Gifford Medical CenterEach year members of the Gifford Medical Center Auxiliary knit hats and mittens for local school children in need. This year Auxiliary members decided to have some extra fun with their knitting by gathering with Menig Extended Care Facility nursing home residents for a weekly “Knit In.”

On Thursday the group met at Menig in Randolph for a second time, and while fingers worked so did minds and mouths. There was reminiscing, sharing of techniques, talk of family and friends, and plenty of discussion on where to get great deals on yarn. The group plans to gather as long as it’s fun.

The Auxiliary hopes to have plenty of mittens and hats ready for children from two area schools come January. Last year the handmade goods went to schools in Bethel and Rochester for school nurses to pass out as needed. The year before it was South Royalton and Brookfield.Gifford Medical Center

Menig residents are making washcloths to include in Operation Christmas Child boxes to go to children in Third World countries. Together these two groups of givers are also making memories.

Gifford Medical Center

Barb Reynolds (Menig resident) and Terry MacDougal (Menig activities director)

Gifford Medical Center

Bea Arnold (Menig resident) and Louise Clark (Auxiliary president)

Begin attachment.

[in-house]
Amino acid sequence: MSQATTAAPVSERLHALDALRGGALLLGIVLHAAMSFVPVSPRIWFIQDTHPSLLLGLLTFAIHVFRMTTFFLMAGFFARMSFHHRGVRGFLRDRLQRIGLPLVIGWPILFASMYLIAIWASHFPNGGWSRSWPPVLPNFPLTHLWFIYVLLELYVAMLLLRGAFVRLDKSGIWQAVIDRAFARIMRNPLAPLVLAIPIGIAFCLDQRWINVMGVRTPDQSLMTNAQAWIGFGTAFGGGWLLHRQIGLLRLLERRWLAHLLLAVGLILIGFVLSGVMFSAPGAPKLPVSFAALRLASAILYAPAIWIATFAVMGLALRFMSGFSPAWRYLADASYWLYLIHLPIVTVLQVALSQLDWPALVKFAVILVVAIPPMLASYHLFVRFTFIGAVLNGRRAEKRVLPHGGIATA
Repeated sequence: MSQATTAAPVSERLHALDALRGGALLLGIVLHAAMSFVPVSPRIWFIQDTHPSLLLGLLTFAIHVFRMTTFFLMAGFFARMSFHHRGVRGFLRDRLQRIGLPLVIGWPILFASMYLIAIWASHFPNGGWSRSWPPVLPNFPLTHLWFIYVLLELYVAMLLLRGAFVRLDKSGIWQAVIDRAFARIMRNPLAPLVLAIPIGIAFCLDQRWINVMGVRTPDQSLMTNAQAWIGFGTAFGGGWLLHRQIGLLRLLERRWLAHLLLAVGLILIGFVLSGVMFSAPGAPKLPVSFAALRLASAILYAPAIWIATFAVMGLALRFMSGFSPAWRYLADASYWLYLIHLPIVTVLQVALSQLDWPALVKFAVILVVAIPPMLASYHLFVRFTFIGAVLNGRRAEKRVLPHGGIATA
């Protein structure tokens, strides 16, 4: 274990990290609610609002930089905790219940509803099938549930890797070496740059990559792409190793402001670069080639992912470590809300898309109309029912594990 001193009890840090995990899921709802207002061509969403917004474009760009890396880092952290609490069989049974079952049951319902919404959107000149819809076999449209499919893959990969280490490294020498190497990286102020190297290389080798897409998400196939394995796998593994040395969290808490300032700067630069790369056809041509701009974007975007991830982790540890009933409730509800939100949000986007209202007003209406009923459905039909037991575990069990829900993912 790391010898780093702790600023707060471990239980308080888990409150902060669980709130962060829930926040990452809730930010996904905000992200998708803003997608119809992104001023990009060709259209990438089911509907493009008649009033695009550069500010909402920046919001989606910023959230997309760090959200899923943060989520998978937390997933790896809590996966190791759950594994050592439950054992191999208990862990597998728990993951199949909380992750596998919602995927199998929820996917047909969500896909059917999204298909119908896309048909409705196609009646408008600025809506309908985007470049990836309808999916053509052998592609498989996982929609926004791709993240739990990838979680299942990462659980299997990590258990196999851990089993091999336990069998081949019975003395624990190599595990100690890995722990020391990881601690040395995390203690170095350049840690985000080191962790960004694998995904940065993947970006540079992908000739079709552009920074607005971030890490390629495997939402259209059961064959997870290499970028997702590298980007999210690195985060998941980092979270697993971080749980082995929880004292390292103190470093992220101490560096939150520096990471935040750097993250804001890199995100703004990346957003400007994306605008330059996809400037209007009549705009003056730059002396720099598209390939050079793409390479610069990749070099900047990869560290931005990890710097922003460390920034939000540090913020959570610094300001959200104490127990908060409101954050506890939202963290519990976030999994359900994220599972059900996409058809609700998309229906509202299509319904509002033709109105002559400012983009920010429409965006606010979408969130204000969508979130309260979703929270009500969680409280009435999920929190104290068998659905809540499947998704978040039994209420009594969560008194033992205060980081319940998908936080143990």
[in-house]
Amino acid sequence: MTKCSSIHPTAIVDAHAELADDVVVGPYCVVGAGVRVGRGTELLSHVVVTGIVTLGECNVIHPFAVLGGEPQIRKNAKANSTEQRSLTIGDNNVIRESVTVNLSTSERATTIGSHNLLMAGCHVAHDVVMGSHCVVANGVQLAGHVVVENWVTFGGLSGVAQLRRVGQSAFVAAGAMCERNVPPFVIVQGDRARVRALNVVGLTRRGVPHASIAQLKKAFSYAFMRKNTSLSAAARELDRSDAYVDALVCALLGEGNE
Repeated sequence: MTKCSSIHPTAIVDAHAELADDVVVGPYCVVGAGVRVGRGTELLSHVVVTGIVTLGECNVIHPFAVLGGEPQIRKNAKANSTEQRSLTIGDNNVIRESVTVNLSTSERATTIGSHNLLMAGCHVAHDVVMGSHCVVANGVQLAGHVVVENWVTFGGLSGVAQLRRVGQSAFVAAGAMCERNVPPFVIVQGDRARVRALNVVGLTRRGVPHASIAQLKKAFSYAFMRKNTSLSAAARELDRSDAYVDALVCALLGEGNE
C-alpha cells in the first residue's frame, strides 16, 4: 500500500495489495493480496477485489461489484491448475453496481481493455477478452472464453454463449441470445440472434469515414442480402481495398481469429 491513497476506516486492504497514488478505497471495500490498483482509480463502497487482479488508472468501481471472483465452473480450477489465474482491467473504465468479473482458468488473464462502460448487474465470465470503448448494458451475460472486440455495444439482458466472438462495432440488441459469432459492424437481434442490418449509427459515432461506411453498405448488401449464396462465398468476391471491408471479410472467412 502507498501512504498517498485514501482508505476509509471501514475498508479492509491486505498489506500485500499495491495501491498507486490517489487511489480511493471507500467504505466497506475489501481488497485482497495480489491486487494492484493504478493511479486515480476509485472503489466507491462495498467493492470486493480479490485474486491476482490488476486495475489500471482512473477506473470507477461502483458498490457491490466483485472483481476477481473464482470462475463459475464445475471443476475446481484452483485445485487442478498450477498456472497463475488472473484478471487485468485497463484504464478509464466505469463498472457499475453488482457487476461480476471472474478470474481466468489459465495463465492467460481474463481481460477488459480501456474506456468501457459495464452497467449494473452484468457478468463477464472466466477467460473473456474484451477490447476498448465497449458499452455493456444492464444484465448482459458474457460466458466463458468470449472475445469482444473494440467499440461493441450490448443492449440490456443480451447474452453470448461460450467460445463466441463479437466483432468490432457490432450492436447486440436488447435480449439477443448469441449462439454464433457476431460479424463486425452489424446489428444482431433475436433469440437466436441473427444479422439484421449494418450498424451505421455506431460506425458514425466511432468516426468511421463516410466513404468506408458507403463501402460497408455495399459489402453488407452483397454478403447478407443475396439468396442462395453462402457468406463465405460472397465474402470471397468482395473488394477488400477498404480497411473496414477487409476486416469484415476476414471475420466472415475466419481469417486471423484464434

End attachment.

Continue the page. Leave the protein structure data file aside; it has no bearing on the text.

Gifford Medical Center

Ginny Cantlin (Auxiliary member) and Ruth Lutz (Auxiliary treasurer)

Donor Profile: The Gifford Medical Center Auxiliary

The following is an excerpt from the 2011 Annual Report.

Facilitating a circle of giving

Gifford Auxiliary

Linnie Laws, Kathy Corrao, and Ginny Cantlin knit and crochet hats and mittens for area school children in need. In 2011, 150 pieces were made by
Auxiliary members and their friends.

The Gifford Medical Center Auxiliary is an organization both supported and motivated by donations. Among the medical center’s largest monetary contributors, the now 105-year-old Auxiliary is able to give so much because of the generosity it receives from the
community and its 135 members.

Auxiliary members knit hats and mittens for school children in need and contribute to the Randolph Area Food Shelf and Salvation Army. They help area youth and other area residents pursue health care careers or advance their careers through scholarships. They also volunteer at the Thrift Shop.

A staple in the community for 55 years, the Thrift Shop on the surface is a place to buy bargain-priced wears. Seemingly immune to any stereotypes the Thrift Shop is a source of pride for its shoppers, a daily gathering place for some and a resource to many truly in need.

“Terrible times have fallen upon us, and I just don’t know what to do,” Thrift Shop Manager Dianne Elias often hears. “When people are in true need, they know they can come to us.”

The Thrift Shop is also the main source of revenue for the Auxiliary’s generosity, and it is the community’s place to recycle good quality, unwanted clothes, and small household items, like kitchen ware and linens. The community’s generosity in giving to the Thrift Shop is evident in the piles of boxes and bags that fill the business’ receiving dock each day, but a single event in 2011 highlighted that generosity like no other, and that was